From Wikipedia Flow (psychology):
Flow is the mental state of operation in which a person performing an activity is fully immersed in a feeling of energized focus, full involvement, and enjoyment in the process of the activity. In essence, flow is characterized by complete absorption in what one does.
A flow state can be entered while performing any activity, although it is most likely to occur when one is wholeheartedly performing a task or activity for intrinsic purposes. Passive activities like taking a bath or even watching TV usually don’t elicit flow experiences as individuals have to actively do something to enter a flow state.
It also talks about the conditions required to achieve the flow state:
- One must be involved in an activity with a clear set of goals and progress. This adds direction and structure to the task.
- The task at hand must have clear and immediate feedback. This helps the person negotiate any changing demands and allows them to adjust their performance to maintain the flow state.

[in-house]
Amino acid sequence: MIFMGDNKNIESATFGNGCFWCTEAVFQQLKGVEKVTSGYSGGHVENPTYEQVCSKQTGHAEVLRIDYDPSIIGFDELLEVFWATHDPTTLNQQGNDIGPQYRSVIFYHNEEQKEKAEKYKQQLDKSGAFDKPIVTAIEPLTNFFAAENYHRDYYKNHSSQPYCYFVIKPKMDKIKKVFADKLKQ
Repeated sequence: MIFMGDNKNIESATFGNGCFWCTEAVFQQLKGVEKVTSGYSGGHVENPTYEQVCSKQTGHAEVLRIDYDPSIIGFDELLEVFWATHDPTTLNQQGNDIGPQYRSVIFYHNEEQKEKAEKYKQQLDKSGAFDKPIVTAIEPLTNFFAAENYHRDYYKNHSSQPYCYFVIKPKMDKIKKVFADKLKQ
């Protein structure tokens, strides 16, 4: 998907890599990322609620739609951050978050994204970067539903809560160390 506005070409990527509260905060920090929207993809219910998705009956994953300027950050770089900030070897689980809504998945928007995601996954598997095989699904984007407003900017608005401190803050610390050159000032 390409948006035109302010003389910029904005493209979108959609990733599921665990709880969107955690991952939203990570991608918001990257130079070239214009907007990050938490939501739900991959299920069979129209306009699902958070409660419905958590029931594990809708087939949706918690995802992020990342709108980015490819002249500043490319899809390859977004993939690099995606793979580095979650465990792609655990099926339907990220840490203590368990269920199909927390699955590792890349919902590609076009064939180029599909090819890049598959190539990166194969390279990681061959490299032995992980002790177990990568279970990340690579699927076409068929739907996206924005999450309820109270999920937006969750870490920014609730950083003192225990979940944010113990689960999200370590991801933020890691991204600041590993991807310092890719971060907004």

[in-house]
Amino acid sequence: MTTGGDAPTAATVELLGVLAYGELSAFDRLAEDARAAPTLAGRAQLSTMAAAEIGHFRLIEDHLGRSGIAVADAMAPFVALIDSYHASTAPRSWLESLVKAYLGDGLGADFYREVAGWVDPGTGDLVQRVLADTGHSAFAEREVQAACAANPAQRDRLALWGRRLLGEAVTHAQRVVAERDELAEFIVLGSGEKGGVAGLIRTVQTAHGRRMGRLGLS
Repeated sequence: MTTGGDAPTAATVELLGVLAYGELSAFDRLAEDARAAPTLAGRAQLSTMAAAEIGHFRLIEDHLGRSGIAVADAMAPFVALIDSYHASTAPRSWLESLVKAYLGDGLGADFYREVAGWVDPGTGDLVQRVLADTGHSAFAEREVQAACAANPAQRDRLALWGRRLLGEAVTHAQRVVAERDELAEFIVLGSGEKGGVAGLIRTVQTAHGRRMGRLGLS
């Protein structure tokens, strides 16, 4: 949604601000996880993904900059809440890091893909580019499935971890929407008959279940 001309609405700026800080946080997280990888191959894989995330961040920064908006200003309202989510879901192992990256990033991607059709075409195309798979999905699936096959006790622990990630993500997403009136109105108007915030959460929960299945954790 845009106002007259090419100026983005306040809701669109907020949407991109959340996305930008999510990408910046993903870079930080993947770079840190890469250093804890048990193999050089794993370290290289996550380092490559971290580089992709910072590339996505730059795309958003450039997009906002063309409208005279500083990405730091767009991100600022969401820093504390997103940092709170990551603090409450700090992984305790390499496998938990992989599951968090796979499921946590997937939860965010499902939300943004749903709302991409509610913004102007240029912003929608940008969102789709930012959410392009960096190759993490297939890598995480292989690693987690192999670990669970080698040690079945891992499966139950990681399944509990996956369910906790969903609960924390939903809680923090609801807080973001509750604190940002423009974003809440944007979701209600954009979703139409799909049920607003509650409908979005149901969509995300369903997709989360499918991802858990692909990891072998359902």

- One must have a good balance between the perceived challenges of the task at hand and their own perceived skills. One must have confidence in one's ability to complete the task at hand.
These all sound like good UX design principles to me, and the FCQ (Flow Condition Questionnaire) seems to be an equivalent or parallel measure of usability because it looks at the characteristics of user behaviour/perception that relate to an engaged user (maybe except for High perceived challenges and skills):
- Knowing what to do
- Knowing how to do it
- Knowing how well you are doing
- Knowing where to go (if navigation is involved)
- High perceived challenges
- High perceived skills
- Freedom from distractions
I would be interested to know whether anyone has used a general usability questionnaire and compared it side-by-side with the results of the flow state analysis.